Martin Luther’s Heritage in Modern Economics and Social Sciences
October 31, 2017 is the 500th anniversary of Martin Luther’s posting of the 95 theses on the door of the Castle Church; an episode that has been considered the beginning of the protestant reform. Sombart, Weber, Bataille and many others have underlined the crucial role of Luther and the reformers in the birth of capitalism and its ‘spirit’. Much less attention has been paid by social scientists to Martin Luther’s heritage in the formation of the economic theory and, in general, of the modern social sciences. Most of the classics in economics have been written within a protestant environment. There seems to be important connections between the methodology of modern economics and social sciences and some tenets of Protestantism. These links can be found –for instance- in the individualistic approach of modern political economy, the sharp separation between contract and gift; the role of gratuity in the market; the reliance on incentives as tools for motivating and controlling workers; the big theme of meritocracy (the merit was the main theological criticism of Luther); the absence of virtue-ethics in economics and social sciences and other issues are at the time central in both modern social sciences and Luther’s theology. Scholars of history of economics and social sciences, history of ideas, modern history, moral philosophy, theology, economic theory are invited to submit a proposal.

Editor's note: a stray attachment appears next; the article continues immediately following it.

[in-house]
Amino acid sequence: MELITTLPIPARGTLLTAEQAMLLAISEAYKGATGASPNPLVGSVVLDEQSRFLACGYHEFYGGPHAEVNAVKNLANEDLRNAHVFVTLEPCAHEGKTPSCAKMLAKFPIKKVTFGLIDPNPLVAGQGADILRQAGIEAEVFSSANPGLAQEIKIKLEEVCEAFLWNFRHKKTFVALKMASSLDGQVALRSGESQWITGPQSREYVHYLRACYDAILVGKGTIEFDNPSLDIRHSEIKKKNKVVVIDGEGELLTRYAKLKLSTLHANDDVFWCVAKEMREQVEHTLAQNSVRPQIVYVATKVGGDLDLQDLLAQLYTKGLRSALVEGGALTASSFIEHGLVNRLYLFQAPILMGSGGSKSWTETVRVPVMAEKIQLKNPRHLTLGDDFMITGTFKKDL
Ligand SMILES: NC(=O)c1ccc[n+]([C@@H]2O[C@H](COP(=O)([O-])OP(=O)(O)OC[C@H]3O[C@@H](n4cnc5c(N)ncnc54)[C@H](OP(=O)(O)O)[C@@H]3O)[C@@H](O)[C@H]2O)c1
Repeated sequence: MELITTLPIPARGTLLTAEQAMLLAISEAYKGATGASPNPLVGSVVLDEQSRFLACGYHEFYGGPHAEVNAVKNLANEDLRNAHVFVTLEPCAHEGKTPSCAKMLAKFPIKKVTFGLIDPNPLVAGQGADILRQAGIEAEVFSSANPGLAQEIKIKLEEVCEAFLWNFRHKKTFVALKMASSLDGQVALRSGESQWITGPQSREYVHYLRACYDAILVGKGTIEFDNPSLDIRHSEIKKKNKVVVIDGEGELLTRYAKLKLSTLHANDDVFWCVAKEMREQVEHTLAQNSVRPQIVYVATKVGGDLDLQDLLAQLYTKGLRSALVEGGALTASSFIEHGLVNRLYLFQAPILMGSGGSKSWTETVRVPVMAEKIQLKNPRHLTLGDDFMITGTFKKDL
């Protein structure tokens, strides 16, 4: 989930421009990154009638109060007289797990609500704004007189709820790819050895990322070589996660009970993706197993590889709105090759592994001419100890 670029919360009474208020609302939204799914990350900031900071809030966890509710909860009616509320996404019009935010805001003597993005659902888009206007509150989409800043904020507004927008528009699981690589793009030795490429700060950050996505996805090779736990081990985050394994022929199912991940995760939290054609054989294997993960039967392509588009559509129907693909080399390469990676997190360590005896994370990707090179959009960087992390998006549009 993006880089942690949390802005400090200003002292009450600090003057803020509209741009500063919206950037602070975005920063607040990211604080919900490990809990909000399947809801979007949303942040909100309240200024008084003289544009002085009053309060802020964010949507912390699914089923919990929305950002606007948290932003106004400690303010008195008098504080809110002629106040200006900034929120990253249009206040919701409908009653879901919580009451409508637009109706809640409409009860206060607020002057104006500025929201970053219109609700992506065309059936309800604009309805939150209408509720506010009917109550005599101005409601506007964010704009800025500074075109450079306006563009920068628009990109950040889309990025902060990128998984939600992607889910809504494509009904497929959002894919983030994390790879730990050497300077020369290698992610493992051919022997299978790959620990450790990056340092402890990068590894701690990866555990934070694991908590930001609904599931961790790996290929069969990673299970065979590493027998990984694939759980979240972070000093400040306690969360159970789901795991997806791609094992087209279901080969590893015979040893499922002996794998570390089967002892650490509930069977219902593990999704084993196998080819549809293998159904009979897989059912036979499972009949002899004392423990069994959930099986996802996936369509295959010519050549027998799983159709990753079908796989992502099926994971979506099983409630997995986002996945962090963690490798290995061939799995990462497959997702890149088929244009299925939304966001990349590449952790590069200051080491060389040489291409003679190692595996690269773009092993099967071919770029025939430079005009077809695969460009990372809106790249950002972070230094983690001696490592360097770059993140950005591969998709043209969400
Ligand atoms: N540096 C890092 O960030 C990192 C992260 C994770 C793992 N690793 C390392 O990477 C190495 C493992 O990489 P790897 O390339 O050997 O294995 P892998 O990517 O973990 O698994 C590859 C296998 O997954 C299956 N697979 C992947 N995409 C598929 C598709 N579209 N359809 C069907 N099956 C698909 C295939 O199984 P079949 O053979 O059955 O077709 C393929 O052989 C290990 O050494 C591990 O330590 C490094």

|Event dates:||2017-11-15 – 2017-11-16|
|Deadline Call for Papers:||2017-09-30|
|Organizer:||Happiness Economics and Interpersonal RelationS HEIRS association LUMSA University, Rome, Italy European SPES Institute (Spirituality in economics and society) Sophia University Institute (IU Sophia), Italy|
|Conference venue:||Rome, LUMSA University|
|Classification:||B0 - Schools of Economic Thought and Methodology. General ; Z1 - Cultural Economics|
|Event type:||Seminare, Summer Schools, Symposien, Workshops; Seminars, Summer Schools, Symposiums, Workshops|